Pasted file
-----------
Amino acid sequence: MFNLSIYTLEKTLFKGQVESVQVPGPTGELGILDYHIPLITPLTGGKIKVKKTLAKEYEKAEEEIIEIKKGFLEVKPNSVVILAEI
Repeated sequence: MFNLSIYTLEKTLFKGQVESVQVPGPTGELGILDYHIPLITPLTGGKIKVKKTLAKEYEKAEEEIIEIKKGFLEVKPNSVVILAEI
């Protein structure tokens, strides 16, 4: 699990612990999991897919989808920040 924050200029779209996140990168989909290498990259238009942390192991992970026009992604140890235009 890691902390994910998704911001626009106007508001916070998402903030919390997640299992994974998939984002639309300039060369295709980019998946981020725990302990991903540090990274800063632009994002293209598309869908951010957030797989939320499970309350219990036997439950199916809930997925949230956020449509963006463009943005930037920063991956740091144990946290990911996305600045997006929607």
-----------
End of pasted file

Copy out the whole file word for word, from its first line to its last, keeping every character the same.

Amino acid sequence: MFNLSIYTLEKTLFKGQVESVQVPGPTGELGILDYHIPLITPLTGGKIKVKKTLAKEYEKAEEEIIEIKKGFLEVKPNSVVILAEI
Repeated sequence: MFNLSIYTLEKTLFKGQVESVQVPGPTGELGILDYHIPLITPLTGGKIKVKKTLAKEYEKAEEEIIEIKKGFLEVKPNSVVILAEI
């Protein structure tokens, strides 16, 4: 699990612990999991897919989808920040 924050200029779209996140990168989909290498990259238009942390192991992970026009992604140890235009 890691902390994910998704911001626009106007508001916070998402903030919390997640299992994974998939984002639309300039060369295709980019998946981020725990302990991903540090990274800063632009994002293209598309869908951010957030797989939320499970309350219990036997439950199916809930997925949230956020449509963006463009943005930037920063991956740091144990946290990911996305600045997006929607």